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Developer codes VNC-over-GIF tool

Remote access gets animated for the Tumblr generation

Secure remote control for conventional and virtual desktops

However you choose to pronounce GIF, developer Andrey Sidorov has found a great new use for the recently-resurgent-thanks-to-Tumblr file format: displaying a remote device.

Sidorov used the weekend just passed to unleash a tool called VNC-over-GIF that does what is says on the can.

For the uninitiated, Virtual Network Control (VNC) uses the remote framebuffer (RFB) protocol to send images one computer's output to another. The VNC protocol builds on RFB to allow control of the remote computer, which becomes possible once one installs a server on the device one wishes to access remotely, then views and operates it with a client from remote machine.

VNC is useful for all sorts of sysadmin chores.

Melbourne-based Russian expat Sidorov told The Reg he's aware of VNC's many uses and of some tools that use VNC clients and JavaScript to display remote screens. Motivated by personal curiosity he found a solution in just 37 lines of code.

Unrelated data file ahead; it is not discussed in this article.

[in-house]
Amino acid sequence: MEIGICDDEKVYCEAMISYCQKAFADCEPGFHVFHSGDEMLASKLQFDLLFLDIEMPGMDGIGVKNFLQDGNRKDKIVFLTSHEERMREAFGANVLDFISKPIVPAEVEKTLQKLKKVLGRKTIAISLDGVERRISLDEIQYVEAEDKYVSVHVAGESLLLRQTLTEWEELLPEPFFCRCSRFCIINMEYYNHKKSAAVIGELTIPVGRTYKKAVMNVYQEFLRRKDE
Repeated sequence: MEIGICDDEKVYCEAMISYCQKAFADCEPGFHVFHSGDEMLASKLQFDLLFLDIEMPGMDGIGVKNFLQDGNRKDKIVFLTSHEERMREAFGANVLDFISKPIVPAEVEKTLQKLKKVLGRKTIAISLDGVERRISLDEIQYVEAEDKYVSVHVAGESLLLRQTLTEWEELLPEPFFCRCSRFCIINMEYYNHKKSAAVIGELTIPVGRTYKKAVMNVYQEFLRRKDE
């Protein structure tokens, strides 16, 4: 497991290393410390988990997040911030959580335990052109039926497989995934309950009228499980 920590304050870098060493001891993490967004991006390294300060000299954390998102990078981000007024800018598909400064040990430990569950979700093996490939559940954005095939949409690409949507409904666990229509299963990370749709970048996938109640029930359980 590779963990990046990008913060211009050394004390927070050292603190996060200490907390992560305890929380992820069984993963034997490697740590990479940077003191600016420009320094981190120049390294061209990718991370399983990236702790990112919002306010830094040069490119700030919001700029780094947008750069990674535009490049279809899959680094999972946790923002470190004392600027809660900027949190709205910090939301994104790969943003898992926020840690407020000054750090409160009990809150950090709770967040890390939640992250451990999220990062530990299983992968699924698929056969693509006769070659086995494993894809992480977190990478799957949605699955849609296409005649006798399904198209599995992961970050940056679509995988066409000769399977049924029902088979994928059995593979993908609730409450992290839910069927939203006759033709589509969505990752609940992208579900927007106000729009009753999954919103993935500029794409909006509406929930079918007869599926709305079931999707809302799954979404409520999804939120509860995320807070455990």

The biggest challenge, he said, was figuring out how to update new frames without creating one enormous animated GIF. “I had to add code to allow the GIF library to stream data,” Sidorov said.

VNC-over-GIF doesn't refresh at a set number of frames per second, relying on the output of the VNC client. Nor does it allow interaction with the remote machine.

Sidorov doesn't feel it solves any particular problem, but does believe there are occasions when just watching a remote device may come in handy.

You can find Sidorov's code here at GitHub. ®

Secure remote control for conventional and virtual desktops

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